Until now, global cancer research has focused on 2% of the human genome that make proteins. However, breakthrough research at the University of Newcastle and HMRI has established exciting possibilities with genes that were previously thought to be ‘non-functioning’ in cancer cells, following the discovery of two new pathways that could play a role in cancer treatments.
Dramatically reshaping the scope of cancer research, the discovery was made by investigating a special class of genes known as noncoding RNAs (ncRNA) found in the human genome (DNA). Led by Professor Xu Dong Zhang, Dr Lei Jin and Dr Rick Thorne from HMRI’s Cancer Research Program, identification of the two unique pathways could lead to the development of new, more targeted cancer therapies.
The first finding, recently published in the prestigious Nature Cell Biology journal, identified a particular ncRNA molecule responsible for protecting the genome.
Named GUARDIN by the pioneering scientists, the molecule helps to stabilise a particular protein involved in DNA repair processes.
“We discovered the protective mechanisms of GUARDIN were twofold. On one hand, it acts like a sponge to absorb harmful molecules. On the other, it functions like a bridge that brings two proteins together to protect the genome,” lead Investigator Professor Zhang, said.
Consequently, by reducing the presence of GUARDIN in the genome, cancer cells were made more vulnerable to common drug therapies that target DNA.
“For cells to survive they must maintain the integrity of their genome, their DNA. Many cancer treatments actually work through causing DNA damage and we found that depleting GUARDIN significantly enhanced the death of cancer cells caused by DNA damaging drugs,” co-author, Dr Jin, added.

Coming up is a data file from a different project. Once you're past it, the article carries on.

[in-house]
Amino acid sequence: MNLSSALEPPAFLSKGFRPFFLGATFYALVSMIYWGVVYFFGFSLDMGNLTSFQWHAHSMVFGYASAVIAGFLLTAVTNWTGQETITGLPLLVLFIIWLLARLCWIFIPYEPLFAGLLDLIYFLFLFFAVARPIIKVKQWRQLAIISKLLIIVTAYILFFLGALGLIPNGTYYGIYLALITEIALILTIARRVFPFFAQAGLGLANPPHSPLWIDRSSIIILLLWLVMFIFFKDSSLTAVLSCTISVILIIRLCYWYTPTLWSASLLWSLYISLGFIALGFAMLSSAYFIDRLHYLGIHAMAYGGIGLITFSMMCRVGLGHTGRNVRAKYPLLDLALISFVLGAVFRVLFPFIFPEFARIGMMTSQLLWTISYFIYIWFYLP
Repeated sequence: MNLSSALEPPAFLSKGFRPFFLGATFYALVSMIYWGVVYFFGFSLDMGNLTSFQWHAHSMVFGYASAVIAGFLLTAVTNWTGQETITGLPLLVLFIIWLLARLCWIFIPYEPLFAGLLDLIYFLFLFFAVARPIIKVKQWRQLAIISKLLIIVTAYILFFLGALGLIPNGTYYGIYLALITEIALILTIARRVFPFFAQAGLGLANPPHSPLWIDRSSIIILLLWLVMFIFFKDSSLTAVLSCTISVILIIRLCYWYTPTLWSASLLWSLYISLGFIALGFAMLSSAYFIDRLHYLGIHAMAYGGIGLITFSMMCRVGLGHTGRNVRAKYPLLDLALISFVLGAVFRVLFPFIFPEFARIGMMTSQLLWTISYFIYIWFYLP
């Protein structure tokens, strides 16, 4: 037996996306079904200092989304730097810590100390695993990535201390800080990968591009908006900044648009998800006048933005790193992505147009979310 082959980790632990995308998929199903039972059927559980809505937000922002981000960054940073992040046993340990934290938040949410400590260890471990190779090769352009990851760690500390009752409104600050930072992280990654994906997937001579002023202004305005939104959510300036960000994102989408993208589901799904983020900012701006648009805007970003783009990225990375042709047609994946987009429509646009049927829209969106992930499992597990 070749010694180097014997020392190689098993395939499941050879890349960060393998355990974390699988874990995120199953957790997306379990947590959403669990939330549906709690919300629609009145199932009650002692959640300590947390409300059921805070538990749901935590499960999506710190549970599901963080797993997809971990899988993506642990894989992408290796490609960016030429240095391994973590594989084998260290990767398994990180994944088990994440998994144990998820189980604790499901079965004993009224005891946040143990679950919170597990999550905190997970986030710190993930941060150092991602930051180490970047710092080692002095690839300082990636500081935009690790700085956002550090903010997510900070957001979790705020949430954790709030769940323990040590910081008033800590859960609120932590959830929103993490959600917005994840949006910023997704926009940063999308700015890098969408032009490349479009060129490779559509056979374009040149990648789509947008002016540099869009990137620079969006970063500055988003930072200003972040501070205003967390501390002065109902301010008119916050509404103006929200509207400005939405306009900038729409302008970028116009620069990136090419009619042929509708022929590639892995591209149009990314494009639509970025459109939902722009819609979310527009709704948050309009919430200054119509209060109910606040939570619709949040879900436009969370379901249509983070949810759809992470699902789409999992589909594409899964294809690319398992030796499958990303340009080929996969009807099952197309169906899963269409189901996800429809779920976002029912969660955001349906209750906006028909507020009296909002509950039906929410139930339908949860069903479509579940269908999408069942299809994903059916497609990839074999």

The second finding, published in the Proceedings of the National Academy of Sciences (PNAS) journal earlier this year, investigated a ncRNA that regulates the metabolism of a cell and subsequently how it gets its energy.
“While normal cells use up oxygen for energy, cancer cells use a process called glycolysis to produce energy, which is essential for its survival. We found that ncRNA IDH1-AS1 accelerated the metabolic activity of cancer cells.
“At face value, glycolysis is not a particularly efficient way for cancer cells to make energy but there are other advantages, for example, producing building blocks that enable cell growth,” co-author Dr Thorne said.
“Like flicking a switch, we were encouraged that when we blocked IDH1-AS1, the cancer cell growth was also blocked and it began to revert to behave more like normal cells,” he added.
With many times more noncoding genes than coding genes, the findings have unlocked new avenues for research potential that could lead to a substantial increase of advanced and targeted treatment methods.
“Our findings have shown that ncRNA are functional and play a very important role in the regulation of biological processes, both physiological and pathological. We have only just touched the surface of how they work in the cell.
“There are currently no treatments anywhere in the world that target ncRNA, so this research presents promising potential for further studies and collaboration with pharmaceutical companies to design deliverable treatments that target these particular molecules,” Professor Zhang said.
Both studies were carried out in collaboration with a research team led by Professor Mian Wu from the University of Science and Technology in China.
* Professor Zhang, Dr Jin and Dr Thorne are members of the Hunter Cancer Research Alliance (HCRA) group, a collaborative partnership between the Hunter Medical Research Institute (HMRI), the University of Newcastle, Hunter New England Health and the Calvary Mater Newcastle.